News | 13th Aug, 2013

Scrapping the carbon tax will lead to electricity price rises: report

13 August 2013

Radio National

An independent report released today has found that ditching the carbon price in Australia will hit investment in the renewable energy sector—and almost certainly lead to an increase in electricity prices. 

Bret Harper, the Director of Research at advisory firm RepuTex which was commissioned by the World Wildlife Fund to write the report, says that without proper investment in renewable energy—made possible by a carbon price—wholesale electricity prices could rise by between five and ten per cent by 2020.

And while the findings of today’s Renewable Energy and the Carbon Price report appear to be counter intuitive, Mr Harper says the potential price hikes are already common knowledge among government and business.

‘Renewable energy, when it’s put onto the system, tends to cut household electricity bills, not push them up,’  he told RN Breakfast.

‘It represents a very low-cost form of energy that displaces other fossil fuel generators which have very high fuel costs.’

Currently, renewables account for 13 per cent of the Australian energy market, with federal renewable energy targets aiming for 25 per cent of all electricity to be renewable by 2020.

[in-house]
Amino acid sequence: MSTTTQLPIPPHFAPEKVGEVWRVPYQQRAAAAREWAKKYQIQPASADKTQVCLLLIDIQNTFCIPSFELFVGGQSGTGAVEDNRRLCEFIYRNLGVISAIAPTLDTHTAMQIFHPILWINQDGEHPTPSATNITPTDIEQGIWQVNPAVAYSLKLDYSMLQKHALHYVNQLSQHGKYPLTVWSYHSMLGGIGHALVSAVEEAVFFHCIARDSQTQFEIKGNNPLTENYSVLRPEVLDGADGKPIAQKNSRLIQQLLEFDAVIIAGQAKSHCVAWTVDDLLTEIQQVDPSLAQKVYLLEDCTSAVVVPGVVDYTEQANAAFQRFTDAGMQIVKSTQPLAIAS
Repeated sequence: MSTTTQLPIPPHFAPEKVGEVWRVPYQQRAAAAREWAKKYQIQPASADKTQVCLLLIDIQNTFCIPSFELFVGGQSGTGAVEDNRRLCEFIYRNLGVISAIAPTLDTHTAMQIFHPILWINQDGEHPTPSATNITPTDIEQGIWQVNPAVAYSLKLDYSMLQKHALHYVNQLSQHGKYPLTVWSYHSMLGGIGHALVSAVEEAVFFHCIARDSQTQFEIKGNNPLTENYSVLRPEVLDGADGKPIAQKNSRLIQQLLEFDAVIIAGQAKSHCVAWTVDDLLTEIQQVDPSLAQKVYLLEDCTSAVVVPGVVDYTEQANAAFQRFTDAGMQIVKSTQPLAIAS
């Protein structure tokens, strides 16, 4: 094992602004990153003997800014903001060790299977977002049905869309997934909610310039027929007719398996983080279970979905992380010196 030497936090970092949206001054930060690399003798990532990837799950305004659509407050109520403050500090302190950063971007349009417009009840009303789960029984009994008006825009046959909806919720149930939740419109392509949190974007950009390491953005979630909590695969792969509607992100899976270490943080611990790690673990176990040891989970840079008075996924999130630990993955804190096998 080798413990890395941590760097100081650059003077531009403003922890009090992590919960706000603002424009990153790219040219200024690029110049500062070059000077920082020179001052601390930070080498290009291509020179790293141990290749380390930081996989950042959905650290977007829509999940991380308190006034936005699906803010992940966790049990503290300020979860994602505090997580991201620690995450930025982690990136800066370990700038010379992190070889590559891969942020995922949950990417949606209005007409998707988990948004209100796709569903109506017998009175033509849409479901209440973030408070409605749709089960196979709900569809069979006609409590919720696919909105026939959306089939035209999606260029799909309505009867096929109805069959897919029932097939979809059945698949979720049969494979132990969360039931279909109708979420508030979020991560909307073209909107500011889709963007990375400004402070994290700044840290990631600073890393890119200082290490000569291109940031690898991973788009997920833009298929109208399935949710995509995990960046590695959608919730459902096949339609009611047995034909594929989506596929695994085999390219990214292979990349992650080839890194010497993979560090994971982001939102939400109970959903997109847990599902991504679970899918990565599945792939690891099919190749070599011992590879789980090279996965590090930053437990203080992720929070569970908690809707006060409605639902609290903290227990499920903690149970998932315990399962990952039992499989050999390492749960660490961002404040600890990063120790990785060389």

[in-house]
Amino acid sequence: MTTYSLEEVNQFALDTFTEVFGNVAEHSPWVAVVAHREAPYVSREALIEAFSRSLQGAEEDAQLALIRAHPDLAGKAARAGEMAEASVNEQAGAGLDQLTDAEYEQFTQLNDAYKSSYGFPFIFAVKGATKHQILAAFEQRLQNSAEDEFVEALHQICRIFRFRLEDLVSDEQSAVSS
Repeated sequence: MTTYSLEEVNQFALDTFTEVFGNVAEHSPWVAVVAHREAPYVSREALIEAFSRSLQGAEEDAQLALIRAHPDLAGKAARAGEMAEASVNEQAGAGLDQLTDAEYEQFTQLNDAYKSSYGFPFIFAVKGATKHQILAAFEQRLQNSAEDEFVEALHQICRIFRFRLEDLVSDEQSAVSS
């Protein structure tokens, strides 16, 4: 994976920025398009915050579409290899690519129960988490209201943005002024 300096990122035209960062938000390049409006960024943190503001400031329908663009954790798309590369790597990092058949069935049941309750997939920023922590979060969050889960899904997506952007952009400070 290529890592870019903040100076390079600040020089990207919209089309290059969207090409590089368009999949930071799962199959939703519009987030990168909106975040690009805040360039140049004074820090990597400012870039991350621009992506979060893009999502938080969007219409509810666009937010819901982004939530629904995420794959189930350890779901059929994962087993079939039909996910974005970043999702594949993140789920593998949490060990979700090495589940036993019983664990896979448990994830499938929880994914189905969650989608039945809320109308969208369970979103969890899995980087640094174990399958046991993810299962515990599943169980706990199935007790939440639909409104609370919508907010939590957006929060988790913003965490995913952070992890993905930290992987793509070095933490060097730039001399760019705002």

Modelling in today's report shows with the carbon price in place, the federal renewable target is likely to be met. However, scrapping the carbon price would likely see only 14 per cent of Australia's electricity generated from renewables by 2020.

The government and the Climate Change Authority came to the same conclusion when the Renewable Energy Target Review was conducted last year. The review suggested that if carbon pricing was removed or sent to zero, the 2020 renewable energy target would not only be threatened, but may not be met.

One of the central promises of the Coalition under Tony Abbott has been to ‘axe the carbon tax’ to ease pressure on power prices. Mr Harper says that a carbon price of zero would in fact have unintended consequences for the Coalition.
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